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Thursday, December 08, 2005 

No compromise on torture.

Once again we have the House of Lords to thank for saving this country from a deeply draconian ruling. The Lords today unanimously ruled that "evidence" obtained under torture is inadmissible, where-ever or whoever it was obtained from or by.

The appeal court voted last year that if evidence was obtained under torture by agents of another country with no involvement by the UK, it was usable and there was no obligation by the government to inquire about its origins.

t also means the home secretary, Charles Clarke, must re-examine all cases where evidence from abroad has been obtained by torture.

Commenting on the ruling, Mr Clarke said the government did not condone torture in any way, so the Law Lords' decision was "hypothetical".

"We accept this judgment, which will have no bearing on the government's efforts to combat terrorism: we have always made clear that we do not intend to rely on or present evidence ... which we know or believe to have been obtained by torture," he said.

The detainees, most of whom have been in custody since 2001, were held under Anti-Terrorism Crime and Security Act, which was passed soon after the September 11 attacks in the US.

With the backing of a coalition of human rights groups, they challenged a ruling by the special immigration appeals committee (SIAC) that the Home Office had "sound material" to back up the decision that they posed a threat to national security.

The panel said all eight cases should be sent back to SIAC to be reconsidered.

Lord Bingham of Cornhill, the former Lord Chief Justice who headed the panel, said English law had regarded "torture and its fruits" with abhorrence for more than 500 years.

"The principles of the common law, standing alone, in my opinion compel the exclusion of third-party torture evidence as unreliable, unfair, offensive to ordinary standards of humanity and decency and incompatible with the principles which should animate a tribunal seeking to administer justice," he said.

The human rights groups welcomed the announcement. Amnesty International, which led the coalition on the detainees' behalf, said the decision meant the government must reaffirm its ban on torture and evidence obtained by torture.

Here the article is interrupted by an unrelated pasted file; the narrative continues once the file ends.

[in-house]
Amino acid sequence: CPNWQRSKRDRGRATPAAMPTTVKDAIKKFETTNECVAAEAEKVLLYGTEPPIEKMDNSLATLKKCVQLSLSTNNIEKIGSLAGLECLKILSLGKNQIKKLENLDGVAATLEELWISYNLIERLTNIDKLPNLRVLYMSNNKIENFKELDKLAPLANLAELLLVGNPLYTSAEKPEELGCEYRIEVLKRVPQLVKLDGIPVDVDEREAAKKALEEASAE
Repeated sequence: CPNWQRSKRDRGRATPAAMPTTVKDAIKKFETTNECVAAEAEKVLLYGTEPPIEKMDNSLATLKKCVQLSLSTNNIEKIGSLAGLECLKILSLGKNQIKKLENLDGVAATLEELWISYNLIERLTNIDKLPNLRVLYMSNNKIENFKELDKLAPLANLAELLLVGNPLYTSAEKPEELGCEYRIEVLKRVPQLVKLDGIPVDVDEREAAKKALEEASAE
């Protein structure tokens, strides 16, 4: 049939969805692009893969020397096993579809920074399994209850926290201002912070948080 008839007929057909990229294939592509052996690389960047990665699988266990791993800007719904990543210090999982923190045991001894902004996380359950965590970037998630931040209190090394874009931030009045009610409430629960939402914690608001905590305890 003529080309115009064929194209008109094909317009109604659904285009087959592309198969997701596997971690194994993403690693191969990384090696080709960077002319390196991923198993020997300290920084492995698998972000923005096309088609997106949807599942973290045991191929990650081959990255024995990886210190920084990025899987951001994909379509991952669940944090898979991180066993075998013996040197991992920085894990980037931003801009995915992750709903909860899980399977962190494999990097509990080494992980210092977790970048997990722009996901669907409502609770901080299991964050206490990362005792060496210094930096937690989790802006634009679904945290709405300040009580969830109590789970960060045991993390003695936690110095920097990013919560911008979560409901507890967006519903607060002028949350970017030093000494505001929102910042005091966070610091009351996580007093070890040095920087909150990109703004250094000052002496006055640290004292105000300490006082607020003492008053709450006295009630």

An Amnesty spokesman said: "This is a momentous decision. The Law Lords' ruling has overturned the tacit belief that torture can be condoned under certain circumstances.

"This ruling shreds any vestige of legality with which the UK government had attempted to defend a completely unlawful and reprehensible policy introduced as part of its counter-terrorism measures."

Shami Chakrabarti, the director of civil rights group Liberty, said: "This is an incredibly important day, with the Law Lords sending a signal across the democratic world that there is to be no compromise on torture.

"This is also an important message about what distinguishes us from dictators and terrorists. We will not legitimise evidence obtained by torture by using it in our justice system."

Amnesty International is now calling for an end to the deportation of alleged terror suspects to countries where they are at risk of torture.

And that is where the battle now has to be joined. There are no reasons whatsoever for why those who are at the moment detained (including Abu Qatada, who yesterday issued a message pleading for the hostages taken by the Swords of Righteousness Brigade in Iraq to be released), waiting to be deported should be not tried in this country. If they are so dangerous that they are not "conducive to the public good" we need to be told why. The government also needs to explain why they cannot be tried here. If it is because the evidence they have against them is weak, or if because the evidence they have would expose those who obtained it, then they need to admit it. The government also needs to admit whether it cannot try the men here because of the security services refusal to allow phone-tapping evidence to be used in court. Their excuse is that it would expose their measures, despite the fact that similar evidence obtained by other security services is often used in courts in other parts of the world. At the moment the public only has a rough idea of why these men are being detained, if that. Abu Rideh, one of the men believed to be detained, is seriously mentally ill and has been admitted to Broadmoor. Others are said to have suffered nervous breakdowns during their previous imprisonment without trial.

This Labour government has been economical with the truth on many previous occasions, and is using sleight of hand to deny that it condones torture in any way. Blair pleaded yesterday in the Commons that he did not know about the CIA rendition flights which have landed at airports here, despite the security services almost certainly being more than aware of what they were doing. Now that torture evidence has been ruled inadmissible, it's time for the government to admit what it knows about the CIA's kidnapping of numerous individuals across Europe, and explain its real reasons for the planned deportations to Jordan and Algeria. As Shami Chakrabarti said, it is such moral issues and ethics which separate us from the terrorists and dictatorships we are meant to be opposed to.

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